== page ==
Frustration is necessary among intellectuals, but frustration can also be dangerous if wielded inappropriately, and in my very humble opinion, Dr. Cooper is exacerbating, rather than ameliorating, the problem that led her to write her latest post.

Dr. Cooper is fed up (fed up, I say!) with judgmental oldheads and others (possibly folks like myself) who are very critical of Beyoncé, and folks who “think defending bell hooks and Cornel West makes them radical.” 

She then defends Beyoncé, concluding categorically that Beyoncé is not, as bell hooks accused, a “terrorist”, and that Beyoncé is anti-violent. The last clause leads me to believe that Dr. Cooper may not have watched the Bey and Jay “RUN” trailer, which is filled with guns and gratuitous violence, and causes me to wonder if the folks who swear on all things holy that Beyoncé should and must be allowed to identify as a feminist just because she wants to (an idea that befuddles me…shall we also allow Sarah Palin to call herself a feminist if she so chooses, just because she so chooses? Should we allow Palin to refer to herself as a Democrat, assuming none of her political ideologies change?), would also now have us turn a blind eye to Beyoncé’s very clear participation in gun violence and declare her anti-violent. 

Specifically, I find myself extremely frustrated by prominent intellectuals of superior intelligence (and I’m not referring to Dr. Cooper personally or singularly here) who want to basically bully folks, by threatening them with labels such as “judgmental” and “bullshit”, into believing and proclaiming that Beyoncé and other celebrities and dignitaries are progressive political activists (who should be immune from critique because of all the good they’re supposedly doing in the world) and apolitical entertainment figures (not responsible, of course, for social ills that their images perpetuate) at the same time.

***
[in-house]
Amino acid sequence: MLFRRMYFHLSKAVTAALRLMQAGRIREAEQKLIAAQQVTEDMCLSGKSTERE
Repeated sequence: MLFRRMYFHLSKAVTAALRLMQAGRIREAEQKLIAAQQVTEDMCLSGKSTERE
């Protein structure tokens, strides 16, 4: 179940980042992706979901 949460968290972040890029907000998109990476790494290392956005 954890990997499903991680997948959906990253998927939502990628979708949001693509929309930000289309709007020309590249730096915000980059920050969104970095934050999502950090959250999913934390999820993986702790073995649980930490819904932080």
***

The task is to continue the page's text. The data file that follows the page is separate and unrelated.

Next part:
It’s intellectually dishonest, and the arguments are, at times, so untenable that they can only be successfully delivered with conversation-ending rage.

What I yearn for, as we discuss Beyoncé’s feminist/radical activist credentials, and other topics, is a retreat from self-righteous screaming, and a return to civil, reasoned discourse. I yearn for honesty, some compassion, and some principle, too.

I’ll put my cards out on the table here: I’m not a Beyoncé fan. I would attend a Beyoncé concert, but then again, I never have and have no plans to do so in the near future. I do have plans to attend a number of other artists’ concerts, and most of these artists are much less well-known than Beyoncé. I do keep a Destiny’s Child cd (yes, I said “cd”. Move along.) in my car, and when I play it, I turn up the bass. But the Sasha Fierce thing? Weird to me. The dissolution of Destiny’s Child? A turn off.